The budget passed the House 66-44 on June 1 after passing the Senate 36-14 the previous day. Governor Cooper vetoed it on June 6 and on June 12 his veto was overridden.
Good bills torpedoed
Here is just one example of short session craziness.
The number of school psychologists in North Carolina has steadily declined since the 2013-2014 school year. H933, Reciprocity/School Psychologist Licensure was one response to this need. It was a bipartisan bill allowing licensure reciprocity for school psychologists living in states bordering North Carolina. After passing the House the bill went to the Senate where they added language about controversial ‘health benefit plans’ and sent the ‘new’ H933 back to the House for concurrence.
The problem? These ‘health benefit plans’ are not regulated by the Department of Insurance, they are allowed to ‘rate’ older and sicker people which can price them out of the insurance market, and they do not have to follow the same solvency rules that state-regulated insurance plans must. This means their members have no guarantee that funds will be available to cover their medical expenses when they are sick.
After vigorous debate, the changed-up version of H 933 failed with many Democrats and Republicans voting against it because of shared concerns about these health benefit plans. This meant that the good part of the bill—psychologist licensure reciprocity—also failed. The following day the language of H933 pertaining to psychologists was added to an unrelated bill so that the initiative would not be lost. This bill passed the House and returned to the Senate where it died for lack of action. A sad, but unfortunately not unusual, end to a good idea.
After vigorous debate and much controversy 6 constitutional amendments passed both chambers. The bracketed wording is what will appear on the November ballot:
- Voter ID [“Constitutional amendment to require voters to provide photo identification before voting in person.”]
- Right to Hunt and Fish [“Constitutional amendment protecting the right of the people to hunt, fish, and harvest wildlife.”]
- Marsey’s Law [“Constitutional amendment to strengthen protections for victims of crime; to establish certain absolute basic rights for victims; and to ensure the enforcement of these rights.”]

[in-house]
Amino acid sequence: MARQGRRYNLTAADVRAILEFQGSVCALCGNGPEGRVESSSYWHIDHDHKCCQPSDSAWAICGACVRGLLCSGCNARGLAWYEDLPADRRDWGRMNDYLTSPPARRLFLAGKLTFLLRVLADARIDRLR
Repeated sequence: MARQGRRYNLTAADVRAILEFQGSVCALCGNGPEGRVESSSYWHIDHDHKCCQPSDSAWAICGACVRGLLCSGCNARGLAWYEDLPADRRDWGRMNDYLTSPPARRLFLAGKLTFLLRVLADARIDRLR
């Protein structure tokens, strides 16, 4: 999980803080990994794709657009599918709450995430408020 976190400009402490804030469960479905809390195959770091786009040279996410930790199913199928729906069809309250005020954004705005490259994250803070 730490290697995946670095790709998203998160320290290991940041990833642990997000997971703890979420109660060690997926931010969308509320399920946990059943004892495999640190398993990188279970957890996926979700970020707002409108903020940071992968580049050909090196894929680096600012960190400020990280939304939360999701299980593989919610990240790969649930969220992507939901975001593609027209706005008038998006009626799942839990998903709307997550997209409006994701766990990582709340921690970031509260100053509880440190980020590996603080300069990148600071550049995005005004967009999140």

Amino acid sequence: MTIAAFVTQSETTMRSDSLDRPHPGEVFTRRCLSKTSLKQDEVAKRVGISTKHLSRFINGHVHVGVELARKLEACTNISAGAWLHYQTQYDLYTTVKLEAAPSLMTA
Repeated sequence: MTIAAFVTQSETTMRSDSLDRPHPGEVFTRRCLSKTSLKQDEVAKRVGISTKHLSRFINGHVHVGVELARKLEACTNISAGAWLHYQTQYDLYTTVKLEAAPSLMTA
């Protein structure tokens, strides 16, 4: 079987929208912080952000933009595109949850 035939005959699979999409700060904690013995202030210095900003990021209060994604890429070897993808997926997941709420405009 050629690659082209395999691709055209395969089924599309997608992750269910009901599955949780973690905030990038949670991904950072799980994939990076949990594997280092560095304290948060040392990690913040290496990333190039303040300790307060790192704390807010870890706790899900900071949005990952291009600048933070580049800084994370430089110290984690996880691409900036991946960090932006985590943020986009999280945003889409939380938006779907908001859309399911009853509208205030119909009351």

- Judicial Vacancy Sunshine Amendment [“Constitutional amendment to implement a nonpartisan merit-based system that relies on professional qualifications instead of political influence when nominating Justices and judges to be selected to fill vacancies that occur between judicial elections.”]
- Maximum Income Tax Rate [“Constitutional amendment to reduce the income tax rate in North Carolina to a maximum allowable rate of seven percent (7%).”]
- Bipartisan Ethics & Elections Enforcement [“Constitutional amendment to establish a bipartisan Board of Ethics and Elections to administer ethics and election laws, to clarify the appointment authority of the Legislative and the Judicial Branches, and to prohibit legislators from serving on boards and commissions exercising executive or judicial authority.”]
It will be up to voters in November to determine which if any of these amendments should be added to the state constitution. Here are my concerns about two in particular:
Voter ID. This will limit access to voting for people of color, rural and low income citizens, the elderly and people with disabilities. The amendment includes no details about how a photo ID requirement will be implemented. If the amendment passes details are left to the legislature. This means voters will not fully know what they are voting on in November.
Maximum Income Tax Rate. Since income tax is the biggest source of state revenue, lowering the cap precipitously could make it difficult to fund schools, health care and other public services in future economic downturns. North Carolina works best when policymakers have flexibility to pay for schools, roads, health care programs, and public safety. A 7% cap limits that flexibility, and in addition could jeopardize our AAA bond rating, important because it allows the state to borrow money at lower interest rates for roads and other infrastructure projects.